Yellow chevroned Parakeet in branch
Image Credit: Vinicius R. Souza, Shutterstock

Health & Conditions

The yellow-chevroned parakeet is at risk of developing the same health conditions as other parakeets.

Parakeets commonly develop cancerous tumors in the kidneys and reproductive organs. These tumors may sometimes cause unilateral lameness, where it appears as if your parakeet has an injured leg.

They can also suffer from hypothyroidism, especially when fed a poor-quality diet, such as one that consists only of seeds. Poor diets can also cause obesity and hepatic lipidosis, which often causes premature death. Parakeets fed an all-seed, high-fat diet may also develop tumors such as lipomas or xanthomas.

Parakeets may be at risk of psittacosis or parrot fever. This is especially true if they’ve been kept in close contact with other birds, such as when they’re housed together in pet stores. Parrot fever can be carried by parakeets even if they don’t display clinical signs. Those infected may show signs such as sneezing, difficulty breathing, and a decreased ability to fly.

Parakeets can be susceptible to external parasites such as scaly face mites or skin and feather mites. If left untreated, it can spread to you and may even cause serious illness or death for your bird.

Feather plucking is a behavioral issue some parakeets may resort to. This behavior is relatively common in pet birds and can be caused by a host of factors, including an improper diet, boredom, or health conditions like tumors.

Minor Conditions
  • Feather plucking
Serious Conditions
  • Cancer
  • Hypothyroidism
  • Obesity
  • Parrot Fever
  • Tumors
  • Mites

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3 Little-Known Facts About the Yellow Parakeet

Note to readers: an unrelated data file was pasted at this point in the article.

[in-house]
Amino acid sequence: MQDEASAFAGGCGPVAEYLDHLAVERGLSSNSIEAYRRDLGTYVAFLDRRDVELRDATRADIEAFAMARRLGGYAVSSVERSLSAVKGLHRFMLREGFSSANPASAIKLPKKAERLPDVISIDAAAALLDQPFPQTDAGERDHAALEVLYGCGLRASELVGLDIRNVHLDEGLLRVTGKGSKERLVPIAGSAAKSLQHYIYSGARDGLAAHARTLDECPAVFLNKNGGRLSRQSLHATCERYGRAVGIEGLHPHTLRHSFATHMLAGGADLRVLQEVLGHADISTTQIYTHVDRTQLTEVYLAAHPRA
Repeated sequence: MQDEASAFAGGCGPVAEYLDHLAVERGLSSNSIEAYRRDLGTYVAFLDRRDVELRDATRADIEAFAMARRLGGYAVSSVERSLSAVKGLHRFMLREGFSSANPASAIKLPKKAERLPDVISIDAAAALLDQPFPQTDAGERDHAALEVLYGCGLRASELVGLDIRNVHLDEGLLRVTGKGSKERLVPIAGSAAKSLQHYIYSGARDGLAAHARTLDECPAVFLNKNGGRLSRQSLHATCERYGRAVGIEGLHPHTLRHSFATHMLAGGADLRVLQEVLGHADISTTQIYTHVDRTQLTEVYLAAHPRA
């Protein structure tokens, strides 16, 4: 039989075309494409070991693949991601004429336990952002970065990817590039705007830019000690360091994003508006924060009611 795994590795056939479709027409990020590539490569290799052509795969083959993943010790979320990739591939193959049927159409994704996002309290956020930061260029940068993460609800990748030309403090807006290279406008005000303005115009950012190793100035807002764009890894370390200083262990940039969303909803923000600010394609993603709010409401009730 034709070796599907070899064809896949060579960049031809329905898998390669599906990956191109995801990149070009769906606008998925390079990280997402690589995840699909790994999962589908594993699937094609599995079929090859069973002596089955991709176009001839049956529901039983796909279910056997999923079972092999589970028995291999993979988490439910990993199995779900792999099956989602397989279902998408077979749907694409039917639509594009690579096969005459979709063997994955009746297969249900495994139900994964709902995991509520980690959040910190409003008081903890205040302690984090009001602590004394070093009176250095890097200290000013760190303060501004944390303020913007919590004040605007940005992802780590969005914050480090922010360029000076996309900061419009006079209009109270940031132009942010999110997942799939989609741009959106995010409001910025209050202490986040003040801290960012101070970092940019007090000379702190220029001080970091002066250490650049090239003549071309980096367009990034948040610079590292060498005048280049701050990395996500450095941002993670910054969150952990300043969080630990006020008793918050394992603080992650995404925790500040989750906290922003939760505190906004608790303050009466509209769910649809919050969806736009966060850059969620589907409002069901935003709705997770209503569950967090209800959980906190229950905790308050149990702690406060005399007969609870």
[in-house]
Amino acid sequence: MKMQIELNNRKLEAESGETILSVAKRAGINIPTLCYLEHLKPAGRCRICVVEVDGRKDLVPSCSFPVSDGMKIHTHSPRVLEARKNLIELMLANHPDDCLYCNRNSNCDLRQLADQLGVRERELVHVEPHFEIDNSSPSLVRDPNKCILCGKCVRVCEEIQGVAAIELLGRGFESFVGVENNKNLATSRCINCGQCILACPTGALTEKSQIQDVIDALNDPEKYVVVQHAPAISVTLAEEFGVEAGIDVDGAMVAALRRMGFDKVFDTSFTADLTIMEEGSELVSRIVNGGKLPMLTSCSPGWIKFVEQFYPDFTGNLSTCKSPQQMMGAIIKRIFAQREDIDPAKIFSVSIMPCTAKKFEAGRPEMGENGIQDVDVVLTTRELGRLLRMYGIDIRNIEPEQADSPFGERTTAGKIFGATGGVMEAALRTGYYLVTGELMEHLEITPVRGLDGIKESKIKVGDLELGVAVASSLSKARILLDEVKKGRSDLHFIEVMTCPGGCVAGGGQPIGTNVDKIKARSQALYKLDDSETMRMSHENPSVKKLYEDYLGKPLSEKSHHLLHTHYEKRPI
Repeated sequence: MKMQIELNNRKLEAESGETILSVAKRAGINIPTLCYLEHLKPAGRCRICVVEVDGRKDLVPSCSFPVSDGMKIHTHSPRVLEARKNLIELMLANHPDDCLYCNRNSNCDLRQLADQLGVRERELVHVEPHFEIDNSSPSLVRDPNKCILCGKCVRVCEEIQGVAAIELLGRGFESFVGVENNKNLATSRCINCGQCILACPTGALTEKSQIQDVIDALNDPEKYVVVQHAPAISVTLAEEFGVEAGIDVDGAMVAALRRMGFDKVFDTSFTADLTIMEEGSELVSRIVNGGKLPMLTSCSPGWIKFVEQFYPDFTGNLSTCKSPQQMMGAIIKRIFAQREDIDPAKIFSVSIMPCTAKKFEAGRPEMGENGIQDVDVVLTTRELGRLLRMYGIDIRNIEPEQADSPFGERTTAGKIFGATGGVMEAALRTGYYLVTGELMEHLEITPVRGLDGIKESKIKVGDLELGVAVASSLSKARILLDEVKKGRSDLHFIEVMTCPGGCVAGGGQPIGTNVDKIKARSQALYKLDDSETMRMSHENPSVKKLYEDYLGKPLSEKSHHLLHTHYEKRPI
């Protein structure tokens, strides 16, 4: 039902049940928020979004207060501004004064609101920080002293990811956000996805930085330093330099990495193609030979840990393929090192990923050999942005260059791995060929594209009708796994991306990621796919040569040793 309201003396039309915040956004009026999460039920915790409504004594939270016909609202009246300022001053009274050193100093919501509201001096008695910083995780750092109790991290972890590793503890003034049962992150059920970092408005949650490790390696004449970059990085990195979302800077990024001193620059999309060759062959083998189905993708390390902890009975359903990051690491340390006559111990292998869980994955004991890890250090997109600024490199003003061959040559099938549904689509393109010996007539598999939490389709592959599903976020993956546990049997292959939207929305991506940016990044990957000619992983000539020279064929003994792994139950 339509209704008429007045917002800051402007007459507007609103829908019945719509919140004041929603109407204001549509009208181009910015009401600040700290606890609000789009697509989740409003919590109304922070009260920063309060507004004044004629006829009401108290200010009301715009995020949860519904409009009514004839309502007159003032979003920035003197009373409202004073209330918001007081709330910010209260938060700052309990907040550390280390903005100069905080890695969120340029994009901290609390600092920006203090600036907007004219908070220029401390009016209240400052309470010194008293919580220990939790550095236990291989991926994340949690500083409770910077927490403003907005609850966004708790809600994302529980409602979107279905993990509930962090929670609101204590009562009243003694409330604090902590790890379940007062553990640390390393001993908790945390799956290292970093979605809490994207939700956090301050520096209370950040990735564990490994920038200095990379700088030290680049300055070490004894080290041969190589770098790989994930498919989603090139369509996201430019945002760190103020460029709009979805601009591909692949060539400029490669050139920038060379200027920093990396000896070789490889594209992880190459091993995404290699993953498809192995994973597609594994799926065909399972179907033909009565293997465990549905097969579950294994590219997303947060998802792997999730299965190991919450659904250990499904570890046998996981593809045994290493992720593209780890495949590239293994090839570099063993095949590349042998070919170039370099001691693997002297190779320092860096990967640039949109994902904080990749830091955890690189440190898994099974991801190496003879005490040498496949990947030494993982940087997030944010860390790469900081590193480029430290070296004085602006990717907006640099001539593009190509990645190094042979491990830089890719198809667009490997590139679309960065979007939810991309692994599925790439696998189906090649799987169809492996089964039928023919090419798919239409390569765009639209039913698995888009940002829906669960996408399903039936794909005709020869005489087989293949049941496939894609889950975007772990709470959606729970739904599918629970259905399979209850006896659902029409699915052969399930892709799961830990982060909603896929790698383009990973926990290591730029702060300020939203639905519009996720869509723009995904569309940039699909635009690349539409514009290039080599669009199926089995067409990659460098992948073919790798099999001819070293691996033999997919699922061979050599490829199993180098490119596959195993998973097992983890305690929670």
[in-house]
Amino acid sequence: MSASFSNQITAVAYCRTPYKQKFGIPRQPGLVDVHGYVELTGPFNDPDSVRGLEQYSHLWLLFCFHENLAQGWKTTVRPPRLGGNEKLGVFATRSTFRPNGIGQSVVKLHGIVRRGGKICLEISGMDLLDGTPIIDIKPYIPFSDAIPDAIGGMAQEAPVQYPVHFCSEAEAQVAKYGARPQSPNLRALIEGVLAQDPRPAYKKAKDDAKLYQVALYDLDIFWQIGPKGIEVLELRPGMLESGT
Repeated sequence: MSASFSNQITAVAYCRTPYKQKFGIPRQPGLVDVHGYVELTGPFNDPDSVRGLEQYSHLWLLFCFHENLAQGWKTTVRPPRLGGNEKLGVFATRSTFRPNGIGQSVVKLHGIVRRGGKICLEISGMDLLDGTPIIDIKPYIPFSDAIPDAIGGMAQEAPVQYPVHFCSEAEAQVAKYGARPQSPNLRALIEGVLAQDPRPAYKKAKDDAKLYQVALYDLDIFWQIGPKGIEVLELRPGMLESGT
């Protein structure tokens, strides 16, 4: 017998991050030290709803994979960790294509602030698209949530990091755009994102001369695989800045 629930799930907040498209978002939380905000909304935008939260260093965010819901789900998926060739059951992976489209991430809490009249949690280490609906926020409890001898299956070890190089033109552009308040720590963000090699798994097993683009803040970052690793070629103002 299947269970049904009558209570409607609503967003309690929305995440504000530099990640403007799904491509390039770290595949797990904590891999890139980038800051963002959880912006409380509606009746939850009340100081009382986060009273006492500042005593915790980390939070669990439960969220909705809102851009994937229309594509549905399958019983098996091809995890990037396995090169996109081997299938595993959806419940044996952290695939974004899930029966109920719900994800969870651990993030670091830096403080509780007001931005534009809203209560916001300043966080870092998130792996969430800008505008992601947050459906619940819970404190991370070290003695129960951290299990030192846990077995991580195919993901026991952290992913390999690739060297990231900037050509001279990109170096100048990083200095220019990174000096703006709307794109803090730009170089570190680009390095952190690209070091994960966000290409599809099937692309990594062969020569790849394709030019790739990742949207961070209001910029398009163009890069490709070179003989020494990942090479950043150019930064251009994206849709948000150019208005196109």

1. Some self-sustaining populations of the yellow-chevroned parakeet exist.

Some caged yellow-chevroned parakeets have been released in some areas, resulting in these escapees having established their own self-sustaining populations. You can find these birds in places like Miami, San Francisco, and Los Angeles. There may also be populations of released or escaped yellow-chevroned parakeets throughout New York and Connecticut.

2. They were, at one time, the most commonly imported parrot.

There was a period between the late 60s and mid-70s when the yellow-chevroned parakeet was the most commonly imported parrot species. During this time, over 260,000 of these birds were imported from South America specifically for the pet trade.

Yellow-chevroned Parakeet in tree
Image Credit: Waldemar Manfred Seehagen, Shutterstock

3. There was once some confusion regarding the yellow-chevroned parakeet and the canary-winged parakeet.

The yellow-chevroned parakeet is very closely related to the canary-winged parakeet. They are so closely related, in fact, that they were once considered a subspecies. Recently, canary-winged parakeets were separated into two separate species (the white-winged parakeet and the yellow-chevroned parakeet) to try to eliminate some of the confusion, as many pet stores were improperly specified birds. Though the chevroned species has the same yellow covert feathers as seen in the canary parakeet, they do not have the white primary feathers seen on the wing in the latter.

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Though the yellow-chevroned parakeet is not the most commonly kept parakeet species, they can make the perfect pet for the right family. We recommend doing research before welcoming any bird into your home, as their needs are very different from cats and dogs. Familiarize yourself with common household dangers (like Teflon) and make the necessary lifestyle changes before your new parakeet comes home with you.

Featured Image Credit: Vinicius R. Souza, Shutterstock